Imagine spending five days building friendships with complete strangers, then having a comedian write a set based on that time.
Samantha Longmore, 25, spent five days on a holiday with comedian Harley Breen and three other people with disabilities.
Ms Longmore was in a car accident in 2013 and a series of unfortunate events led her to become a hemiplegic, meaning she is paralysed down one side of her body.
That hasn’t stopped her from chasing her dreams and Ms Longmore is a regular at Wagga’s River and Wren markets with her handmade wool creations.
Approached by an email to join the show Taboo, Ms Longmore didn’t take it seriously at first.
“I literally got sent an email and I thought it was spam,” she said.
“My aunt helped me realize it wasn't and I went for it.”
Ms Longmore said she knew from the start what would be involved. She understood there would be other people in the house on a holiday and they would get to know each other and Harley would then write a stand-up.
“My only one was me telling my personal story on national television because it's a tough thing to do,” she said.
"In the sense of Harley doing the stand-up, I thought it was absolutely incredible,” she said.
“I am a firm believer in if you don't laugh, you cry and finally we have minority group who are being included in a bit of fun instead of being tiptoed around.”
Ms Longmore said the week was ‘literally a holiday’.
“We did cool activities and spent everyday learning about each other,” she said.
“It wasn’t just about the comedy,” she said.
“I got to meet three other incredible people like myself and got to meet Harley.
Ms Longmore it's not easy to meet people who are in a similar situation and that was one of her main motivations for signing up.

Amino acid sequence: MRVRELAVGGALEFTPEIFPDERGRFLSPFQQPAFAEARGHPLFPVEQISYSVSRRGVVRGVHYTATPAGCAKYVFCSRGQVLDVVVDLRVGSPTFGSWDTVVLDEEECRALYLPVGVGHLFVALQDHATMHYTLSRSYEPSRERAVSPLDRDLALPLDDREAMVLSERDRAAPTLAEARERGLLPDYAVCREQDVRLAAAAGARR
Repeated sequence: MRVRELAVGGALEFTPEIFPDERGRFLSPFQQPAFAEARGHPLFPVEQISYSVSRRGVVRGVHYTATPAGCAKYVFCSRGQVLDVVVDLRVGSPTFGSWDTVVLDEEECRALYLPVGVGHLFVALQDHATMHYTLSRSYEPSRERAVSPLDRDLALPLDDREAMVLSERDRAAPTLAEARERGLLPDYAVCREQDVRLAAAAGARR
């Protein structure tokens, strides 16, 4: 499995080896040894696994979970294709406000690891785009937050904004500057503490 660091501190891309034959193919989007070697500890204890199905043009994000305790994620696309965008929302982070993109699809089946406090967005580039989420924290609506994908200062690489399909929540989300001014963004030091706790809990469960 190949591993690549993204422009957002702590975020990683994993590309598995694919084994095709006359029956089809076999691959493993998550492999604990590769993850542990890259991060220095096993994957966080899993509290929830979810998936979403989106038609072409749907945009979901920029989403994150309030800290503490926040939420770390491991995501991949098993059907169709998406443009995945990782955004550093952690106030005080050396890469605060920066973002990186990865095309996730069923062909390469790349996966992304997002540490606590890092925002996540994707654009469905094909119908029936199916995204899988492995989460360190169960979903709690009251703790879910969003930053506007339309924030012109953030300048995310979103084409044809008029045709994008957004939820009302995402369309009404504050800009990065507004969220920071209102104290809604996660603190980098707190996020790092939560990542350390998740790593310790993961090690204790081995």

“It was just us there and we became friends very quickly and bonded over the fact that we were similar,” she said.
“For me, I find it very hard after my accident to form tight new friendships and a lot of my friends play team sports and I find it very hard to be with them.
“Being able to have a conversation with people who understand who you are was amazing.”
“There's not something many people with disabilities who are shown in a positive light, Ms Longmore said.
“There have been some comments that the show was so sad, but that is our life and we don't see it as this terrible sad thing that has happened,” she said.
“We were given a platform.”
Seeing the final product last week was ‘crazy’ for Ms Longmore.
“We all did the same thing as everyone else, we laughed and we cried,” she said.
“It was beautiful to know that we were a part of this and we are just like everyone else.”
The takeaway message is to embrace diversity, Ms Longmore said.
“Know that from the dark parts of our lives we’ve gained strength compassion and love to a whole different degree,” she said.
One aspect Ms Longmore wanted to stress is the show in no way condones bullying.
“It’s not calling for you to us call retards, but to have a joke and take a piss using the correct tone,” she said.
“Harley did it in a positive way, he's laughing with you, not at you.”
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